‘Zoom Fatigue’ is now afflicting hundreds of millions of workers. The
truth is most online meetings are really bad. They ramble, lack
relevance. And I’m not just talking about internal meetings,
‘professionally’ run virtual conferences can be the worst offenders.
The world is crying out for people to organise and design more
interesting meetings. This represents a massive opportunity for anyone
who wants to add value (and a lot more interest to their working lives).
These new skills will become highly valued in the next few years as
more meetings go virtual, regardless of how quickly the world returns to
I’m going to share some tips and techniques for anyone who schedules
online meetings or has ever been given the ‘opportunity’ to organise
their company conference. These ideas are based on what I’ve learned as a
BBC TV presenter and conference host.
In my experience, pre-Covid, more attention used to be given to
choosing a menu, than organising the content of the meeting. And it’s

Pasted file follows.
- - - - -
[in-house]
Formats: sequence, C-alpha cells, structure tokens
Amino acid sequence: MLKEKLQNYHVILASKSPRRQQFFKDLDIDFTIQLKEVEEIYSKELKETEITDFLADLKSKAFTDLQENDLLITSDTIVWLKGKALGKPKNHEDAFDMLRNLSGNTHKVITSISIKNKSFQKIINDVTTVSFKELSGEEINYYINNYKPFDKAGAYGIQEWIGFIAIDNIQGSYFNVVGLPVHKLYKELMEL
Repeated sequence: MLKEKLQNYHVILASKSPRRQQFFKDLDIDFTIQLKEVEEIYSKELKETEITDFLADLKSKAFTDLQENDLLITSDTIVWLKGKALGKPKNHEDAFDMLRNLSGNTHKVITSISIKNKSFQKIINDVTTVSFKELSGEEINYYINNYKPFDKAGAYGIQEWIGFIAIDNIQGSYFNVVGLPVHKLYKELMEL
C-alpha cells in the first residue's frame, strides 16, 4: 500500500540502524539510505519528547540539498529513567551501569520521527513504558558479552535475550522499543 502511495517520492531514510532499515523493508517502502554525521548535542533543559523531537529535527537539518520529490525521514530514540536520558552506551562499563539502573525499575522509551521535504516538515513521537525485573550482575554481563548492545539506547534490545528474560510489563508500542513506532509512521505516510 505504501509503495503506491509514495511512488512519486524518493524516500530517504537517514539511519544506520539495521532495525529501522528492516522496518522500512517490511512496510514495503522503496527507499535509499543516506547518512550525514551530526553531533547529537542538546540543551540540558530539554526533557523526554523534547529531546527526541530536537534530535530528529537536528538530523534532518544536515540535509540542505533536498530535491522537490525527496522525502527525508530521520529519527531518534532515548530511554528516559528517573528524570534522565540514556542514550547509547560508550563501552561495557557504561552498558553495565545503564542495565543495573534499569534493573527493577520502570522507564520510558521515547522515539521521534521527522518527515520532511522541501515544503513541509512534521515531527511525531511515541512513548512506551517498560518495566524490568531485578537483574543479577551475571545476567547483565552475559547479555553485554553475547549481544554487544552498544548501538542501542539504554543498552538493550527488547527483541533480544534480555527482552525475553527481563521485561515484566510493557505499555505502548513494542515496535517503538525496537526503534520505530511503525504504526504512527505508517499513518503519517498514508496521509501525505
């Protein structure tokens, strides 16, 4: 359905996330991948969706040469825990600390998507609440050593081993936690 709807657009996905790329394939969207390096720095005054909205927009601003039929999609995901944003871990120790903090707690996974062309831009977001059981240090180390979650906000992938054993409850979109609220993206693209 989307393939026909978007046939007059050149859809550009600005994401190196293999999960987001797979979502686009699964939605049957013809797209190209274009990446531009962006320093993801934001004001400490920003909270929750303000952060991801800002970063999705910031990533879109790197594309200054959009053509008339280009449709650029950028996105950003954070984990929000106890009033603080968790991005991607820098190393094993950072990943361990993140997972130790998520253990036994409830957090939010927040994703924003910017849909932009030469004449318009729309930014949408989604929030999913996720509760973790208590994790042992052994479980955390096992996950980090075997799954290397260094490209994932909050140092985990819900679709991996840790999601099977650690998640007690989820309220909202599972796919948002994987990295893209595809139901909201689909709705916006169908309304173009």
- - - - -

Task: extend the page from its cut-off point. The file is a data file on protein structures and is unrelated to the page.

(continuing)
this lack of meeting design knowledge that results in dull meetings and
conferences. Fix that, and your meetings will improve instantly.
Virtual meetings are not about the technology anymore. You need to
get more involved in the meeting design, content, meeting objectives and
how to help contributors look and sound more professional – and more
relevant to your audiences. Do this and you’ll stand out as someone who
adds real value to your meetings.
Think “Live TV Show”
As someone who used to work on live network BBC TV in the UK for many
years, the way you design a TV programme is VERY different to the
design of a conference. The next generation of virtual conferences can
learn a great deal from the TV world.
A professional TV show is always planned meticulously by a producer
who knows how to structure and format an engaging show in order to keep
the audience ‘hooked’ and interested. That usually means lots of shorter
sessions. They are no longer than 4-5 minutes on TV. You could probably
get away with 12-15 minutes – but no more. One-hour lectures simply
don’t work on-screen – especially if the speaker is a ‘knowledge
expert’, not a professional performer.
Read the full article, with more tips from Roy Sheppard, via our sister title, AMI Magazine.